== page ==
Male fertility tests

Male fertility tests

Male infertility can be treated in 85% of cases!

If during the tests mentioned below we find any abnormalities, then treatment will be provided in our andrology department.

1. Spermiogram

  • The evaluation of the male’s sperm is an integral part of the fertility tests. For this we need a sperm sample (after 3-5 days of abstinence) and a blood sample. We evaluate the sperm sample with a precise spermanalyzator and perform a bacteriology test . We check the mo bility, amount and shape of sperm cells.

    • "Normozoospermia” – the normal sperm amount
      This is the internationally accepted WHO guideline for a minimum amount of 1,5 ml; sperm concentration is 15 million sperm/ml; total sperm number is 39 million sperm/ejaculate; at least 40% of sperms are mobile; at least 45% are normal in shape. .

      • Abnormalities found during evaluation of the sperm sample
        • Oligozoospermia = less than 15 million in 1 ml.
        • Asthenozoospermia = only 40%-a or less of the sperm are mobile.
        • Teratozoospermia = more than 95% of sperms have morphologic problems.
        • OAT syndrome = problems with all three variables.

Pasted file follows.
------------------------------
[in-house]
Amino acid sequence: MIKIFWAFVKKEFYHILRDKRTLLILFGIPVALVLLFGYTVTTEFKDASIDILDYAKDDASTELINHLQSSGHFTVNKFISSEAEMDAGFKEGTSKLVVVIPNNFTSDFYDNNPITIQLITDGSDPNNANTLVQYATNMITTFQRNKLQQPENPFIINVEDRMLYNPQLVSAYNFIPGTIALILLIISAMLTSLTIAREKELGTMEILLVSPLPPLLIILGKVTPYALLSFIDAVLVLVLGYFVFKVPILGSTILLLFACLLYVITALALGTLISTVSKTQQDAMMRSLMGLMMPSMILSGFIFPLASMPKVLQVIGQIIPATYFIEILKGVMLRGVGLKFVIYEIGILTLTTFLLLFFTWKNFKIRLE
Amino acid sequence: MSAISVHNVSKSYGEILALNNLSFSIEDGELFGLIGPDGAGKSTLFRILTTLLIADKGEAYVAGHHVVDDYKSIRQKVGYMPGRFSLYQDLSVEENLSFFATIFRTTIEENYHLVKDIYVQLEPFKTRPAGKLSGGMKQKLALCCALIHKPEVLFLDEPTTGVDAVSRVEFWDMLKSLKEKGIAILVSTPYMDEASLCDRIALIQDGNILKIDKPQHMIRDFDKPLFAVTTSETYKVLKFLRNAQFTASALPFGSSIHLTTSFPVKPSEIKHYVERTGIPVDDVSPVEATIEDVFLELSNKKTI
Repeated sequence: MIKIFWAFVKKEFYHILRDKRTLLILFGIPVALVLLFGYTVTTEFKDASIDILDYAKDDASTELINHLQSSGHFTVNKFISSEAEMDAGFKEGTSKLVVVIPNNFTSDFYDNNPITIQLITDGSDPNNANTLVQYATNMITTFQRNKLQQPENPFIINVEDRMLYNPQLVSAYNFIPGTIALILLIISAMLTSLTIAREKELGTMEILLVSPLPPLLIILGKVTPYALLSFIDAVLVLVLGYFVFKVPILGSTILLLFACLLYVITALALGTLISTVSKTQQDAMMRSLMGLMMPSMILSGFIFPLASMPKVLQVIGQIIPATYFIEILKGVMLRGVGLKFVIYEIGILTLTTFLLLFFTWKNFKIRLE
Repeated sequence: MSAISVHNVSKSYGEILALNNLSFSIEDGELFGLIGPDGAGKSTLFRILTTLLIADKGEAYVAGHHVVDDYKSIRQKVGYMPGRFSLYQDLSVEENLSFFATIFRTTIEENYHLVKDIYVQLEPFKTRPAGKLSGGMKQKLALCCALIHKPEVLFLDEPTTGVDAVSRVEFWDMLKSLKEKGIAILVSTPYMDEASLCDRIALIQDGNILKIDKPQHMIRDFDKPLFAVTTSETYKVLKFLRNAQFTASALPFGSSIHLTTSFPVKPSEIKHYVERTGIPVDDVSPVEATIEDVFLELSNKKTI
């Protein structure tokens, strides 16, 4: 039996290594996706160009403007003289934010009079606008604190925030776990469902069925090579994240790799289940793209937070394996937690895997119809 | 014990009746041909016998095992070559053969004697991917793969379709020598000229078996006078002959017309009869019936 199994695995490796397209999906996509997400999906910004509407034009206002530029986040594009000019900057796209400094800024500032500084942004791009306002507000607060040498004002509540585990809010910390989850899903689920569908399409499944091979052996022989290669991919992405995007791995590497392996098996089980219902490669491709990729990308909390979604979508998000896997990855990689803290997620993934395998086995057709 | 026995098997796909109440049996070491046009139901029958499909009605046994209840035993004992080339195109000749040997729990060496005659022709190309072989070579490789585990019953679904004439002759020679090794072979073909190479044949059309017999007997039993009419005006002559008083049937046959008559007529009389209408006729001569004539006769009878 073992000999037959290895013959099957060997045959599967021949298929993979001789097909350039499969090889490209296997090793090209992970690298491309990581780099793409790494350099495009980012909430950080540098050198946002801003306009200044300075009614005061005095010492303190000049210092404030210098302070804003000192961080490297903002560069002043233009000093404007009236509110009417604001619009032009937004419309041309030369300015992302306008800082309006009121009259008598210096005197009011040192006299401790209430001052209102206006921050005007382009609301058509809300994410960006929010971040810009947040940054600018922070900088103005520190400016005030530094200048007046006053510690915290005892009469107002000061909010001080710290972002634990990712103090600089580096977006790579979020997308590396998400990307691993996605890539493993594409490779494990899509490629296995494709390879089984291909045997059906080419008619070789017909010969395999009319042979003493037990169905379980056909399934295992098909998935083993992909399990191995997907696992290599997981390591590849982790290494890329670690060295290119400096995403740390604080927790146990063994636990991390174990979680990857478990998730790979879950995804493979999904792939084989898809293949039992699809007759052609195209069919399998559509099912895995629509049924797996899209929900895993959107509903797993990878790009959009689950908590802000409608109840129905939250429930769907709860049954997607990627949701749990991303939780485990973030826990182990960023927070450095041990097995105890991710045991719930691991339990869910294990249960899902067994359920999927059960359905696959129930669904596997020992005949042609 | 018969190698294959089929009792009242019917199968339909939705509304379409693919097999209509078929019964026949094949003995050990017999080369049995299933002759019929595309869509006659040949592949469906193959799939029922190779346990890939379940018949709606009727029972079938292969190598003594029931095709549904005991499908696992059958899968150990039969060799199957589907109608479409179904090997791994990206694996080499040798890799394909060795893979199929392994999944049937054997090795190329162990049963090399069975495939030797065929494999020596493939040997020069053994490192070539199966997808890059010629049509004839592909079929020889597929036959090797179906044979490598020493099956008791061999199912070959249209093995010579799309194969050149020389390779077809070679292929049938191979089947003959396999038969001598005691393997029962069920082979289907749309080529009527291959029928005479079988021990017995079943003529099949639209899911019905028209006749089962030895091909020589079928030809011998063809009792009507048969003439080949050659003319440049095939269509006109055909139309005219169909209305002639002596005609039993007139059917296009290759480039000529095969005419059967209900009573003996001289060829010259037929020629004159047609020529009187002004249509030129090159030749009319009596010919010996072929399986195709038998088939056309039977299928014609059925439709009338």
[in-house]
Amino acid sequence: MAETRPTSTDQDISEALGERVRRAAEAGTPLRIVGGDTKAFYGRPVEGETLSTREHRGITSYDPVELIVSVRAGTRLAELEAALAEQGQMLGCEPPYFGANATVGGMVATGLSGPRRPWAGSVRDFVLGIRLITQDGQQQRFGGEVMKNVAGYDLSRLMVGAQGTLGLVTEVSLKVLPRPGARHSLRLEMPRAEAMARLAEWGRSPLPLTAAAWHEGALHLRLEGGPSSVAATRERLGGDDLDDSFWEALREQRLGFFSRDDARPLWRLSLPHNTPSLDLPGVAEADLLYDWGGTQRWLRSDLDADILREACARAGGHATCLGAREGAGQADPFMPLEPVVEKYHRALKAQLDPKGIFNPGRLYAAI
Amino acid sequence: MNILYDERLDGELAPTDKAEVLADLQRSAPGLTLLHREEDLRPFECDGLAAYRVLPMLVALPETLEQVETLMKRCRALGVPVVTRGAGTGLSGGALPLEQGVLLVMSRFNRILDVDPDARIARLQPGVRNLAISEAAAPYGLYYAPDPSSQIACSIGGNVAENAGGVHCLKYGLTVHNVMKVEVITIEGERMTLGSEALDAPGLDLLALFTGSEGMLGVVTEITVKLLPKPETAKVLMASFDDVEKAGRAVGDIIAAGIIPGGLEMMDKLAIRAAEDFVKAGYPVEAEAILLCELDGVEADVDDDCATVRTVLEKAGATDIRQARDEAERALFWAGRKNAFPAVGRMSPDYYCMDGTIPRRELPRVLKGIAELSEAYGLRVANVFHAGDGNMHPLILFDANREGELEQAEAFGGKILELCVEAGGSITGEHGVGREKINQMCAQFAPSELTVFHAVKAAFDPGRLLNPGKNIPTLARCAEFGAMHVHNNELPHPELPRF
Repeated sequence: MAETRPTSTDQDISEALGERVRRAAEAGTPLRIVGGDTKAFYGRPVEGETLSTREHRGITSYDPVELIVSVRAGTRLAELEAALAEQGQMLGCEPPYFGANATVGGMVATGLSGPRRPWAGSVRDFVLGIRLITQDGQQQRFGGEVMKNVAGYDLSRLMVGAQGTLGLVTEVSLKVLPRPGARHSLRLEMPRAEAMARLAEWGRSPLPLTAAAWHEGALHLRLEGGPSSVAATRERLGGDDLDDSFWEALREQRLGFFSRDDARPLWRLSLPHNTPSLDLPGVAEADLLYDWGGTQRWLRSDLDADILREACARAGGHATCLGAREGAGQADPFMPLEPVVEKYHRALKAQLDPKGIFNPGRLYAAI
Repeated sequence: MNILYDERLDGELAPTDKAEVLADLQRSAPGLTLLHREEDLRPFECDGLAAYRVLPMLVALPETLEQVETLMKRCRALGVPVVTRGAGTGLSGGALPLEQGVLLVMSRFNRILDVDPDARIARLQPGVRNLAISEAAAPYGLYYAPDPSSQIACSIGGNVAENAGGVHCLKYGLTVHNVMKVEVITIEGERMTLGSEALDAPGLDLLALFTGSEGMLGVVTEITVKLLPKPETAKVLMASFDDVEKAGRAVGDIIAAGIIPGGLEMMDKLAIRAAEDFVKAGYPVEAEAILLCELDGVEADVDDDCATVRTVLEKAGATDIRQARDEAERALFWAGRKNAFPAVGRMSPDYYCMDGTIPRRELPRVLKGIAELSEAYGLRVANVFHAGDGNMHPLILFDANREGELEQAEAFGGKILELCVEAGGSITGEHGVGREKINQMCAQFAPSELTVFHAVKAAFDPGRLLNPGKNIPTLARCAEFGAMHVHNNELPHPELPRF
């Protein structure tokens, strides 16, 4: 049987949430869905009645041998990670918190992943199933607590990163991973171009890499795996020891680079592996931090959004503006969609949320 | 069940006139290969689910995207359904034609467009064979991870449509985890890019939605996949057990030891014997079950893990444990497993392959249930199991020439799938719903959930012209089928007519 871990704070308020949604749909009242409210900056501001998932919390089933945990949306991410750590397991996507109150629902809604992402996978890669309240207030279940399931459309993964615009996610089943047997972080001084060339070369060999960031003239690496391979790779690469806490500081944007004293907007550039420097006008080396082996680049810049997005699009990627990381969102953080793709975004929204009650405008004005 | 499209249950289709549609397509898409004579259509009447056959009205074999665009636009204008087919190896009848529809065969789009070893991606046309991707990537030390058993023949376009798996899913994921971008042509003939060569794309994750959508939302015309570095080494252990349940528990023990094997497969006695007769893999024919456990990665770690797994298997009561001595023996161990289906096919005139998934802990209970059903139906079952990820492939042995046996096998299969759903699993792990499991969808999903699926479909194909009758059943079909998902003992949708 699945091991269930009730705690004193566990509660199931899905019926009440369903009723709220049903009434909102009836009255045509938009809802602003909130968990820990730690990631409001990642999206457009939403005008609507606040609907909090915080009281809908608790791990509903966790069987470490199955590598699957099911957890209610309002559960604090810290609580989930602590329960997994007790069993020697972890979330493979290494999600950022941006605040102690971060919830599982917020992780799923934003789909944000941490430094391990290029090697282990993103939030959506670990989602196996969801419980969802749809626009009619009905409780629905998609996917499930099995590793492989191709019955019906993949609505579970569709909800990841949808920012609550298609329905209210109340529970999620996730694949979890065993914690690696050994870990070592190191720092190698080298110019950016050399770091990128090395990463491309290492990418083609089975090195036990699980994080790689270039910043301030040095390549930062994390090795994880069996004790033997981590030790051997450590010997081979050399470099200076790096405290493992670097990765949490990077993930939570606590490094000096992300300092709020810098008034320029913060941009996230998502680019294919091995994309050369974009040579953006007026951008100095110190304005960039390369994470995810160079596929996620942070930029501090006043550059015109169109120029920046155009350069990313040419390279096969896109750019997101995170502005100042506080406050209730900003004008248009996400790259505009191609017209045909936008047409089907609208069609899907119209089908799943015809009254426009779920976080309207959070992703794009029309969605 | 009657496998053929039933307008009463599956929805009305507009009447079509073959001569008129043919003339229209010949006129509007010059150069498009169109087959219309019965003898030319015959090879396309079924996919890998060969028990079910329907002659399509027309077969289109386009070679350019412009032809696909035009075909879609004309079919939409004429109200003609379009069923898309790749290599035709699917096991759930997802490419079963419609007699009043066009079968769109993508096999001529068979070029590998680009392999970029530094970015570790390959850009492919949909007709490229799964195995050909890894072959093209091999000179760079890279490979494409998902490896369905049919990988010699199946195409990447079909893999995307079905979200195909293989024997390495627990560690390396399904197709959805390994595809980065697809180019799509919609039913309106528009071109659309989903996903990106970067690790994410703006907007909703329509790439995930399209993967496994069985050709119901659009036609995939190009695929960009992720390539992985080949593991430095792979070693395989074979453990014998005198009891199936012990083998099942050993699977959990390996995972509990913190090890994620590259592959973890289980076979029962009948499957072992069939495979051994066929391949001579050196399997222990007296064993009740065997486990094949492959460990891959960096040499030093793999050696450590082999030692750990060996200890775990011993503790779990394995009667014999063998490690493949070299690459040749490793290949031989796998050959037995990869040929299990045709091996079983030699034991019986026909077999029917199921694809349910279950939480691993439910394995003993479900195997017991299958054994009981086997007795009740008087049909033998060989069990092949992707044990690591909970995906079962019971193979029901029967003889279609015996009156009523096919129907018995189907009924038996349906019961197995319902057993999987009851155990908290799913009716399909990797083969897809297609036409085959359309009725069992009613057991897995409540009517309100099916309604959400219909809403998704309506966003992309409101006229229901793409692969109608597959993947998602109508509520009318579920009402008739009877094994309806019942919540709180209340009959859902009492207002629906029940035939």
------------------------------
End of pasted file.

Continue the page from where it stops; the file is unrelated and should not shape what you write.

Even if the ejaculat ion does not contain sperms (azoospermia), ICSI (Intra-cytoplasmic sperm injection) can still be carried out with the help of sperm extracted from the testicles or the epididymis by surgery.ICSI is a type of IVF procedures, find out more about it here.

2. Male bacterial panel

  • Of course, the basic genital bacteriology tests should be done for the male as well. For this we need a urine culture, ejaculat ion bacterial culture, and cultures of Chlamydia, Ureaplasma, Neisseria of the ejaculat ion. If there is a chance of urogenital inflammations then we test the urine taken after a prostate massage for Chlamydia and Ureaplasma.

3. Blood test for the following viruses

Based on a blood sample we test for the following viral infections:

  • HIV
  • Syphilis
  • Hepatitis panel (HBsAg, HbsAt, HBc At, anti HCV)

4. Genetic tests (if needed)

Significant abnormalities found during the spermiogram may indicate genetic problems. These can be Y chromosome microdeletions, cystic fibrosis or X and Y chromosome aneploidy that are discovered by thorough examination by our genetic team.

Y chromosome microdeletions are basically the lack of certain DNA sequences. This is the disorder of the genes responsible for sperm creation, maturation and movement. The disappearance of DNA probably happened in the embryo state of the person’s father, which is why his fertility was not affected. . After discovering which sequences are missing we can determine if there is a chance for fertilization. It is possible that we can extract intact sperm through testicular biopsy, otherwise fertilization is unfortunately not possible. Male children inherit this disorder.